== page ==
Ghalibaf withdraws presidential bid, endorses Raisi

May 15, 2017 - 20:46

TEHRAN – Tehran mayor Mohammad Bagher Ghalibaf withdrew his presidential candidacy on Monday in favor of Ebrahim Raisi, hoping he would unseat incumbent President Hassan Rouhani.

According to the Tasnim news agency, the decision was made after the central council of the Popular Front of the Islamic Revolution held a meeting to assess the situation ahead of the Friday election.

At the meeting, both Raisi and Ghalibaf announced their readiness to withdraw in favor of one another, however at the end Ghalibaf gave up the bid for the presidential post and insisted that he will use all his energy for the victory of Raisi in the race to unseat the “incapable” sitting government, the news agency stated.

In a statement issued on Monday, Ghalibaf called on his loyalists to vote for Raisi, underlining that a victory for Raisi is vital for “the preservation of the interests of the people, the revolution and the country.”

“I want all my supporters across the country to use their capacity for the success of our dear brother Hojatoleslam Seyyed Ebrahim Raisi,” part of his statement said.

As a result of Ghalibaf’s withdrawal, a second round run-off becomes much less likely, since polls show the May 19 election would be a two-man race between Raisi and Rouhani.

However, still three other candidates are remaining, one of whom is principlist politician Mostafa Mirsalim, and the other two are pro-reform Mostafa Hashemitaba and Es’haq Jahangiri, Jahangiri, the incumbent vice president, is expected to drop out of the race in the coming days in support of Rouhani, the incumbent president.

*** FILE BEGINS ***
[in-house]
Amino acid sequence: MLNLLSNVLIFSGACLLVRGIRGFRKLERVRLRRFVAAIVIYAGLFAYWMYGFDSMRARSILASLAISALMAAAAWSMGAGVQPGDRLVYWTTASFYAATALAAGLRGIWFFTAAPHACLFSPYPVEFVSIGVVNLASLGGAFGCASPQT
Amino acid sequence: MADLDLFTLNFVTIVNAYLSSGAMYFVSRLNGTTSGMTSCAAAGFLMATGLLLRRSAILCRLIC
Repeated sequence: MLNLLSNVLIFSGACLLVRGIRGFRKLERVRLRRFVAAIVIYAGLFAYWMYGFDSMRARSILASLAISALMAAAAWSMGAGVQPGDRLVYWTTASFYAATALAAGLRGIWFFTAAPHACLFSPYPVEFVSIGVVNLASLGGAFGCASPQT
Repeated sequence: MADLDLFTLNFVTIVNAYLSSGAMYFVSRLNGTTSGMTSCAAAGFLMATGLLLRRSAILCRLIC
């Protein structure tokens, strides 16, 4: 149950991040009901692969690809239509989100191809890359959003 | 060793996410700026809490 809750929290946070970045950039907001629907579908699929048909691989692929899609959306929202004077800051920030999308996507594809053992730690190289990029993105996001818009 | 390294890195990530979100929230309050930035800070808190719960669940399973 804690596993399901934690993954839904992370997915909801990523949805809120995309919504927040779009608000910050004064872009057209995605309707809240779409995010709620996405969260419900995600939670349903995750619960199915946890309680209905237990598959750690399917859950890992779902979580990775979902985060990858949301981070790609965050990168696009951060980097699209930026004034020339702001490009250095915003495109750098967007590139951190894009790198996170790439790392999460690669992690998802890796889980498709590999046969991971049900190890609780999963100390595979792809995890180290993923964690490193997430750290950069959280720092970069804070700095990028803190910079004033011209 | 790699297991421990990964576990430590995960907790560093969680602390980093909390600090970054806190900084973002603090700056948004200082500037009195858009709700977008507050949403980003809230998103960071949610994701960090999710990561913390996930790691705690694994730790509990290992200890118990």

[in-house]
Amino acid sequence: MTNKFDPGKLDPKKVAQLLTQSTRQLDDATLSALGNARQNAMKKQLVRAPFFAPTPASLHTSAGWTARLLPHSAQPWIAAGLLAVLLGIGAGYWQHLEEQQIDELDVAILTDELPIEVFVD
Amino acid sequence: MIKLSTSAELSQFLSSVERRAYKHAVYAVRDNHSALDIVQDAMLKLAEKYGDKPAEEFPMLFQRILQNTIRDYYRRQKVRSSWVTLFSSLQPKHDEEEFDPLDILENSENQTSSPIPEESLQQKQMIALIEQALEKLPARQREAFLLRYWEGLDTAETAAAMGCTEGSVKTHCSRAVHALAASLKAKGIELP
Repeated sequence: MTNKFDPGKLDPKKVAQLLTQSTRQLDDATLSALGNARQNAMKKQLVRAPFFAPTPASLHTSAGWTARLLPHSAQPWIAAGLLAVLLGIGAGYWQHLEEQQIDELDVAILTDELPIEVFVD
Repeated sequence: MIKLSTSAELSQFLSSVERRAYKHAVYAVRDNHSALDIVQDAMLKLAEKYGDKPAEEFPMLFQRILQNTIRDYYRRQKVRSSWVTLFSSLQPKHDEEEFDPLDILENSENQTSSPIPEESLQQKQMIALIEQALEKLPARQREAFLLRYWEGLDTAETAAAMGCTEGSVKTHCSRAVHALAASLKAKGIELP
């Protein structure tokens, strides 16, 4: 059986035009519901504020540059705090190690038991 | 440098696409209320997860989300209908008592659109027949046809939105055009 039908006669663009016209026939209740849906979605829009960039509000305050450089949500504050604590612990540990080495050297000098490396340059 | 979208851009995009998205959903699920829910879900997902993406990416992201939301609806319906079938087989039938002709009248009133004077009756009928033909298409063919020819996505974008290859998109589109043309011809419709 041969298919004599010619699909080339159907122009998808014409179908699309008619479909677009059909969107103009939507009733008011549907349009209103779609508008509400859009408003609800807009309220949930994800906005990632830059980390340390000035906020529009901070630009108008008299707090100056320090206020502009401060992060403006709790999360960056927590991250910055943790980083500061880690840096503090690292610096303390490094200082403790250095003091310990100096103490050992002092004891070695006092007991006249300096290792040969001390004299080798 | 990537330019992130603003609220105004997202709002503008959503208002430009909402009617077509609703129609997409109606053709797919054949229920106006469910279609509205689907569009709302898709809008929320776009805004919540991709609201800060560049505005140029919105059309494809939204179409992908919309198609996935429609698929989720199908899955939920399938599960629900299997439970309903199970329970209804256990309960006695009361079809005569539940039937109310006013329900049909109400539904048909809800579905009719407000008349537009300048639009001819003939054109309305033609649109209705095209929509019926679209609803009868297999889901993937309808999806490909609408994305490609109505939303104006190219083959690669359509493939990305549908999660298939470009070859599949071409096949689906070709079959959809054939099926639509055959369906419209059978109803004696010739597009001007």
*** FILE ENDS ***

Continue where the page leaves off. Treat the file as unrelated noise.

Hashemitaba, though backing the performance of the Rouhani administration, has ruled out the possibility of quitting the race.

Ghalibaf’s withdrawal came as a surprise to many, as the Tehran mayor criticized Jahangiri for being a “cover candidate” for Rouhani and railed against him for not intending to remain till the end. 

In the last presidential race in 2013, Rouhani won the election in a landslide against five mostly conservative candidates. Ghalibaf came a distant second to him with 16.5% of the vote.

During the past several weeks, Raisi and Ghalibaf repeatedly attacked the Rouhani administration for its inept handling of the economy and for failing to deliver what he had promised.

Rouhani, a self-described moderate, is endorsed by the reformists, with former President Mohammad Khatami calling on his supporters to vote for him via a video posted online on Sunday.

“We will vote for Rouhani for freedom of thought, reasoning in dialog, abiding by law in practice, advocating civil rights, and implementation of social and economic justice,” Khatami said in the video.

On the other side, Raisi has the support of principlists and the Society of Qom Seminary Teachers.

On April 6, he won the highest number of votes in a closed primary election held by the Popular Front of the Islamic Revolution Forces. In the election, which was the second of its kind, Ghalibaf came fourth among five potential candidates. 

The front, which is a coalition of several principlist groups and is known as Jamna in Persian, said on May 1 that it would announce its final decision on its favored candidate after the last round of presidential election, which was held on May 12.


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